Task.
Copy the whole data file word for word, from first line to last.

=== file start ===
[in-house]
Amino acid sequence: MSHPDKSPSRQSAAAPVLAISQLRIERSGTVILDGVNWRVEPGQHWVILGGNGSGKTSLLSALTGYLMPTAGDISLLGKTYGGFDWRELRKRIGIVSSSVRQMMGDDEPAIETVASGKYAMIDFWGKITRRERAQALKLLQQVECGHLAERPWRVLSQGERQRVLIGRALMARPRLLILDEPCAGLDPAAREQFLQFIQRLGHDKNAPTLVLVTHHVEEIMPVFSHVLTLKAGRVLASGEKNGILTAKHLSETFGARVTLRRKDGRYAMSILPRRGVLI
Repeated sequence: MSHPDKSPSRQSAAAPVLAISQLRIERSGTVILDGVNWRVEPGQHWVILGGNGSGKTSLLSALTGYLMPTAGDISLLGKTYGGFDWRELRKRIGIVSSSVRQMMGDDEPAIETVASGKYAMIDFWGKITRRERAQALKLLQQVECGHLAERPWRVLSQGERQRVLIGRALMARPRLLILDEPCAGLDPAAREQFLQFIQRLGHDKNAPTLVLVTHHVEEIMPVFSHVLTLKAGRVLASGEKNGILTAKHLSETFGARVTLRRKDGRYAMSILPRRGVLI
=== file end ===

[in-house]
Amino acid sequence: MSHPDKSPSRQSAAAPVLAISQLRIERSGTVILDGVNWRVEPGQHWVILGGNGSGKTSLLSALTGYLMPTAGDISLLGKTYGGFDWRELRKRIGIVSSSVRQMMGDDEPAIETVASGKYAMIDFWGKITRRERAQALKLLQQVECGHLAERPWRVLSQGERQRVLIGRALMARPRLLILDEPCAGLDPAAREQFLQFIQRLGHDKNAPTLVLVTHHVEEIMPVFSHVLTLKAGRVLASGEKNGILTAKHLSETFGARVTLRRKDGRYAMSILPRRGVLI
Repeated sequence: MSHPDKSPSRQSAAAPVLAISQLRIERSGTVILDGVNWRVEPGQHWVILGGNGSGKTSLLSALTGYLMPTAGDISLLGKTYGGFDWRELRKRIGIVSSSVRQMMGDDEPAIETVASGKYAMIDFWGKITRRERAQALKLLQQVECGHLAERPWRVLSQGERQRVLIGRALMARPRLLILDEPCAGLDPAAREQFLQFIQRLGHDKNAPTLVLVTHHVEEIMPVFSHVLTLKAGRVLASGEKNGILTAKHLSETFGARVTLRRKDGRYAMSILPRRGVLI